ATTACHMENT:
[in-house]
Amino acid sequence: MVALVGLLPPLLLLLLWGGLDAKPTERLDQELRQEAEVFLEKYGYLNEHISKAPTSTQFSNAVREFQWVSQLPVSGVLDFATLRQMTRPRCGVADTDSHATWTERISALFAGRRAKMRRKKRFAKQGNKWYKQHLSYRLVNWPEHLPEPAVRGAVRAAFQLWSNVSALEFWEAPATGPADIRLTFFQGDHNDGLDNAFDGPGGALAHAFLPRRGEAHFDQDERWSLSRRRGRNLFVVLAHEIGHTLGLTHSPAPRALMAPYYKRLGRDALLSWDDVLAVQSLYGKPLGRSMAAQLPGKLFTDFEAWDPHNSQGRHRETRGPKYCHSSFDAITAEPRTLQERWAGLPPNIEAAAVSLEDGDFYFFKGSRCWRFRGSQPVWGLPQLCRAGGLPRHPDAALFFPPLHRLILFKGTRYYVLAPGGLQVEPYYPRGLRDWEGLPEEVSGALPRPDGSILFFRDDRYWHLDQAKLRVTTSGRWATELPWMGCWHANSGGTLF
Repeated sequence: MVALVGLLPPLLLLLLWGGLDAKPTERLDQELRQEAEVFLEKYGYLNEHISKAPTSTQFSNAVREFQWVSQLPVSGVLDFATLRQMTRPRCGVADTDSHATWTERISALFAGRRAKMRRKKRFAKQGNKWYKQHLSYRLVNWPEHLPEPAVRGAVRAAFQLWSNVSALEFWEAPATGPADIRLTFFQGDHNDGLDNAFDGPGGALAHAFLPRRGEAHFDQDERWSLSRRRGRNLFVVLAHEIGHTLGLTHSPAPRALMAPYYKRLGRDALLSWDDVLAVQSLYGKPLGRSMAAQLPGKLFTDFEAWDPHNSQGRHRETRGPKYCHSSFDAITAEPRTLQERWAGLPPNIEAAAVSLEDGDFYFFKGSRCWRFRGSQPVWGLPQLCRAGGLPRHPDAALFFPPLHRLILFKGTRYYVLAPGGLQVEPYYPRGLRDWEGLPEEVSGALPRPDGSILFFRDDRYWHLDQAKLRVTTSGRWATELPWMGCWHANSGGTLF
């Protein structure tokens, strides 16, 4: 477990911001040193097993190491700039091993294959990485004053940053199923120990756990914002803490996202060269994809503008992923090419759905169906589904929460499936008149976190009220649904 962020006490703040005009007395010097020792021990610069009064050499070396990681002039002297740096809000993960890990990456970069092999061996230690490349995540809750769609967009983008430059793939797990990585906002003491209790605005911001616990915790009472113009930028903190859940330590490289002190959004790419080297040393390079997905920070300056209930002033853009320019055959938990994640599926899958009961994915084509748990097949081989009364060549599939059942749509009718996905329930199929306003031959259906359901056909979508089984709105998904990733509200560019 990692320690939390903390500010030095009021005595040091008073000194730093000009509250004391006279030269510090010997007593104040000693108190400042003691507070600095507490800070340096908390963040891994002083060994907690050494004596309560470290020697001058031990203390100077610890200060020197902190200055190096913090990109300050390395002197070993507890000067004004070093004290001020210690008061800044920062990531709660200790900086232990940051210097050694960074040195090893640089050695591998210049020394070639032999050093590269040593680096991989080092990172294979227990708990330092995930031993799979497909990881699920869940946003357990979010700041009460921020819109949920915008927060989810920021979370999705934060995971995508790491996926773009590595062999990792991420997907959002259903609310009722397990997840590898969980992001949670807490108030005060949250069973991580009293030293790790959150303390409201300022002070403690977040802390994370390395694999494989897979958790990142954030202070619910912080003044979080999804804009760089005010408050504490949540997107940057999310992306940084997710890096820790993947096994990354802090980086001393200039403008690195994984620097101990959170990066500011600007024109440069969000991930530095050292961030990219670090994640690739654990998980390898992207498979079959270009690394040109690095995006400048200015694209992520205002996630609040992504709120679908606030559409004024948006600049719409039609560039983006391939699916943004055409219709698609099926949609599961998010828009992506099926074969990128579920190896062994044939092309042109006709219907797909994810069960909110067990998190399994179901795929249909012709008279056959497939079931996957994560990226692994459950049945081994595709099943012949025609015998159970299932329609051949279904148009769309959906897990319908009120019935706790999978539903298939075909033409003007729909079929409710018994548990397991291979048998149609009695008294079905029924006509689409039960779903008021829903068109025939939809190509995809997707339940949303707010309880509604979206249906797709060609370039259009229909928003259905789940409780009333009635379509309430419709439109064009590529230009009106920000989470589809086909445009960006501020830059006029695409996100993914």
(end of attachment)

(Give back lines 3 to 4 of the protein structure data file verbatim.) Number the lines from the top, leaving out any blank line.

Repeated sequence: MVALVGLLPPLLLLLLWGGLDAKPTERLDQELRQEAEVFLEKYGYLNEHISKAPTSTQFSNAVREFQWVSQLPVSGVLDFATLRQMTRPRCGVADTDSHATWTERISALFAGRRAKMRRKKRFAKQGNKWYKQHLSYRLVNWPEHLPEPAVRGAVRAAFQLWSNVSALEFWEAPATGPADIRLTFFQGDHNDGLDNAFDGPGGALAHAFLPRRGEAHFDQDERWSLSRRRGRNLFVVLAHEIGHTLGLTHSPAPRALMAPYYKRLGRDALLSWDDVLAVQSLYGKPLGRSMAAQLPGKLFTDFEAWDPHNSQGRHRETRGPKYCHSSFDAITAEPRTLQERWAGLPPNIEAAAVSLEDGDFYFFKGSRCWRFRGSQPVWGLPQLCRAGGLPRHPDAALFFPPLHRLILFKGTRYYVLAPGGLQVEPYYPRGLRDWEGLPEEVSGALPRPDGSILFFRDDRYWHLDQAKLRVTTSGRWATELPWMGCWHANSGGTLF
């Protein structure tokens, strides 16, 4: 477990911001040193097993190491700039091993294959990485004053940053199923120990756990914002803490996202060269994809503008992923090419759905169906589904929460499936008149976190009220649904 962020006490703040005009007395010097020792021990610069009064050499070396990681002039002297740096809000993960890990990456970069092999061996230690490349995540809750769609967009983008430059793939797990990585906002003491209790605005911001616990915790009472113009930028903190859940330590490289002190959004790419080297040393390079997905920070300056209930002033853009320019055959938990994640599926899958009961994915084509748990097949081989009364060549599939059942749509009718996905329930199929306003031959259906359901056909979508089984709105998904990733509200560019 990692320690939390903390500010030095009021005595040091008073000194730093000009509250004391006279030269510090010997007593104040000693108190400042003691507070600095507490800070340096908390963040891994002083060994907690050494004596309560470290020697001058031990203390100077610890200060020197902190200055190096913090990109300050390395002197070993507890000067004004070093004290001020210690008061800044920062990531709660200790900086232990940051210097050694960074040195090893640089050695591998210049020394070639032999050093590269040593680096991989080092990172294979227990708990330092995930031993799979497909990881699920869940946003357990979010700041009460921020819109949920915008927060989810920021979370999705934060995971995508790491996926773009590595062999990792991420997907959002259903609310009722397990997840590898969980992001949670807490108030005060949250069973991580009293030293790790959150303390409201300022002070403690977040802390994370390395694999494989897979958790990142954030202070619910912080003044979080999804804009760089005010408050504490949540997107940057999310992306940084997710890096820790993947096994990354802090980086001393200039403008690195994984620097101990959170990066500011600007024109440069969000991930530095050292961030990219670090994640690739654990998980390898992207498979079959270009690394040109690095995006400048200015694209992520205002996630609040992504709120679908606030559409004024948006600049719409039609560039983006391939699916943004055409219709698609099926949609599961998010828009992506099926074969990128579920190896062994044939092309042109006709219907797909994810069960909110067990998190399994179901795929249909012709008279056959497939079931996957994560990226692994459950049945081994595709099943012949025609015998159970299932329609051949279904148009769309959906897990319908009120019935706790999978539903298939075909033409003007729909079929409710018994548990397991291979048998149609009695008294079905029924006509689409039960779903008021829903068109025939939809190509995809997707339940949303707010309880509604979206249906797709060609370039259009229909928003259905789940409780009333009635379509309430419709439109064009590529230009009106920000989470589809086909445009960006501020830059006029695409996100993914």